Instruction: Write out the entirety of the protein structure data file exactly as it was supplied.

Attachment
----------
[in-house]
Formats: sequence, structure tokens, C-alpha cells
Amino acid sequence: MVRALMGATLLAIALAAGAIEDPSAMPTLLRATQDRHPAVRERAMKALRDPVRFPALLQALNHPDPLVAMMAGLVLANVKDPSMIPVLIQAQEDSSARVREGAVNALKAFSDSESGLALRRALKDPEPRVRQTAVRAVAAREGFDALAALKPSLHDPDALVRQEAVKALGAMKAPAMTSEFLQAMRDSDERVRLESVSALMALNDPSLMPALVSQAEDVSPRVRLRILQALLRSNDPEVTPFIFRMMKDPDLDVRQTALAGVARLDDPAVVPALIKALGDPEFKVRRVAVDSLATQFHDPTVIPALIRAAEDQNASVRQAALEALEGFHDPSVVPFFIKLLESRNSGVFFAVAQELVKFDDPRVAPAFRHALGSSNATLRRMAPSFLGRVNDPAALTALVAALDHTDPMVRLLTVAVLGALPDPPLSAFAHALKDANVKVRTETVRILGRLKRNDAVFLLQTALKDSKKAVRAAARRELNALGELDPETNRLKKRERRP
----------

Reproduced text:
[in-house]
Formats: sequence, structure tokens, C-alpha cells
Amino acid sequence: MVRALMGATLLAIALAAGAIEDPSAMPTLLRATQDRHPAVRERAMKALRDPVRFPALLQALNHPDPLVAMMAGLVLANVKDPSMIPVLIQAQEDSSARVREGAVNALKAFSDSESGLALRRALKDPEPRVRQTAVRAVAAREGFDALAALKPSLHDPDALVRQEAVKALGAMKAPAMTSEFLQAMRDSDERVRLESVSALMALNDPSLMPALVSQAEDVSPRVRLRILQALLRSNDPEVTPFIFRMMKDPDLDVRQTALAGVARLDDPAVVPALIKALGDPEFKVRRVAVDSLATQFHDPTVIPALIRAAEDQNASVRQAALEALEGFHDPSVVPFFIKLLESRNSGVFFAVAQELVKFDDPRVAPAFRHALGSSNATLRRMAPSFLGRVNDPAALTALVAALDHTDPMVRLLTVAVLGALPDPPLSAFAHALKDANVKVRTETVRILGRLKRNDAVFLLQTALKDSKKAVRAAARRELNALGELDPETNRLKKRERRP